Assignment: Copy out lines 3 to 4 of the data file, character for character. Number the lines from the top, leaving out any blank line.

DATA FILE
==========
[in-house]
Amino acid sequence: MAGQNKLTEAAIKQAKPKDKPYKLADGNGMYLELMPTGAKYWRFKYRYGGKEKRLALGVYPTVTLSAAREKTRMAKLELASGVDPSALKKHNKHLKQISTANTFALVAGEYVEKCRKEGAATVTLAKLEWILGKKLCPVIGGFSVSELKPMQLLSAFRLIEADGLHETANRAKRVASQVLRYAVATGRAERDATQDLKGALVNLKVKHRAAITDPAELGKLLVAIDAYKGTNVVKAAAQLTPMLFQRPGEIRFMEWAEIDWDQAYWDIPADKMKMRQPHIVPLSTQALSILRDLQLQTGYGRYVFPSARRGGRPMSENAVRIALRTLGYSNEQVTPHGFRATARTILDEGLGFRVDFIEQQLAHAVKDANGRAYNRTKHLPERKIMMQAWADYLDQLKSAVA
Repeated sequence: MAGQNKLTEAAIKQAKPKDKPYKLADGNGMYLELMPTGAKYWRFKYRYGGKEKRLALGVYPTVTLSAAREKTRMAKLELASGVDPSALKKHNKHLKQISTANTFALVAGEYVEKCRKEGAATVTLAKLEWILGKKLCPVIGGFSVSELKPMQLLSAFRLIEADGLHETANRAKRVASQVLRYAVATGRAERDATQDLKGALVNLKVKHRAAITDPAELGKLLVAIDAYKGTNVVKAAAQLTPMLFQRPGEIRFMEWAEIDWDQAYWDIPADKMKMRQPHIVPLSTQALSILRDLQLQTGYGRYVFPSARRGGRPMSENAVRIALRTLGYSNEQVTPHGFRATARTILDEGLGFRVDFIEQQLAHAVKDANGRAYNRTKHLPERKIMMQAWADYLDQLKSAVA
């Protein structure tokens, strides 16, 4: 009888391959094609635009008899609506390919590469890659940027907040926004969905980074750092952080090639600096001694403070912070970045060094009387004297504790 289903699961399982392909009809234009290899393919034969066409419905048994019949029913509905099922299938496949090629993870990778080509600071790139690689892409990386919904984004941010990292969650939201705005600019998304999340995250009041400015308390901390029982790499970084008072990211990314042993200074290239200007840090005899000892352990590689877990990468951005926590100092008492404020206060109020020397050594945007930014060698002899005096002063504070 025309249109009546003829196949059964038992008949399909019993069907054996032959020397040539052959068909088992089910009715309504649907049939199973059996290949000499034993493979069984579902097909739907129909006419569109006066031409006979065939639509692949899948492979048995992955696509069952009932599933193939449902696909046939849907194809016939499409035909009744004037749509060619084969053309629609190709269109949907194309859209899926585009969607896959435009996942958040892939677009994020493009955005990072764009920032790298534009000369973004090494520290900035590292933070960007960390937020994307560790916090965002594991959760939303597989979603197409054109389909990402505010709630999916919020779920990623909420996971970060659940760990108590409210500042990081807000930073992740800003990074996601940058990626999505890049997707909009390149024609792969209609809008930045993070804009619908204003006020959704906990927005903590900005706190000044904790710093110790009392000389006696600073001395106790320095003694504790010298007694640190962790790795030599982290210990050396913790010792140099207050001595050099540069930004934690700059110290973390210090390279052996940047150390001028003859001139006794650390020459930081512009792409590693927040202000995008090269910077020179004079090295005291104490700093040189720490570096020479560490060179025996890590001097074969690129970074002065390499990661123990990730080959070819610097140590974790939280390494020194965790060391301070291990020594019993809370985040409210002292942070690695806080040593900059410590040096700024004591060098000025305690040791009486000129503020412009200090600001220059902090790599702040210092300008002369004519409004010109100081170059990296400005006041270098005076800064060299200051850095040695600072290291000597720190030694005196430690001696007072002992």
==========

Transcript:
Repeated sequence: MAGQNKLTEAAIKQAKPKDKPYKLADGNGMYLELMPTGAKYWRFKYRYGGKEKRLALGVYPTVTLSAAREKTRMAKLELASGVDPSALKKHNKHLKQISTANTFALVAGEYVEKCRKEGAATVTLAKLEWILGKKLCPVIGGFSVSELKPMQLLSAFRLIEADGLHETANRAKRVASQVLRYAVATGRAERDATQDLKGALVNLKVKHRAAITDPAELGKLLVAIDAYKGTNVVKAAAQLTPMLFQRPGEIRFMEWAEIDWDQAYWDIPADKMKMRQPHIVPLSTQALSILRDLQLQTGYGRYVFPSARRGGRPMSENAVRIALRTLGYSNEQVTPHGFRATARTILDEGLGFRVDFIEQQLAHAVKDANGRAYNRTKHLPERKIMMQAWADYLDQLKSAVA
């Protein structure tokens, strides 16, 4: 009888391959094609635009008899609506390919590469890659940027907040926004969905980074750092952080090639600096001694403070912070970045060094009387004297504790 289903699961399982392909009809234009290899393919034969066409419905048994019949029913509905099922299938496949090629993870990778080509600071790139690689892409990386919904984004941010990292969650939201705005600019998304999340995250009041400015308390901390029982790499970084008072990211990314042993200074290239200007840090005899000892352990590689877990990468951005926590100092008492404020206060109020020397050594945007930014060698002899005096002063504070 025309249109009546003829196949059964038992008949399909019993069907054996032959020397040539052959068909088992089910009715309504649907049939199973059996290949000499034993493979069984579902097909739907129909006419569109006066031409006979065939639509692949899948492979048995992955696509069952009932599933193939449902696909046939849907194809016939499409035909009744004037749509060619084969053309629609190709269109949907194309859209899926585009969607896959435009996942958040892939677009994020493009955005990072764009920032790298534009000369973004090494520290900035590292933070960007960390937020994307560790916090965002594991959760939303597989979603197409054109389909990402505010709630999916919020779920990623909420996971970060659940760990108590409210500042990081807000930073992740800003990074996601940058990626999505890049997707909009390149024609792969209609809008930045993070804009619908204003006020959704906990927005903590900005706190000044904790710093110790009392000389006696600073001395106790320095003694504790010298007694640190962790790795030599982290210990050396913790010792140099207050001595050099540069930004934690700059110290973390210090390279052996940047150390001028003859001139006794650390020459930081512009792409590693927040202000995008090269910077020179004079090295005291104490700093040189720490570096020479560490060179025996890590001097074969690129970074002065390499990661123990990730080959070819610097140590974790939280390494020194965790060391301070291990020594019993809370985040409210002292942070690695806080040593900059410590040096700024004591060098000025305690040791009486000129503020412009200090600001220059902090790599702040210092300008002369004519409004010109100081170059990296400005006041270098005076800064060299200051850095040695600072290291000597720190030694005196430690001696007072002992």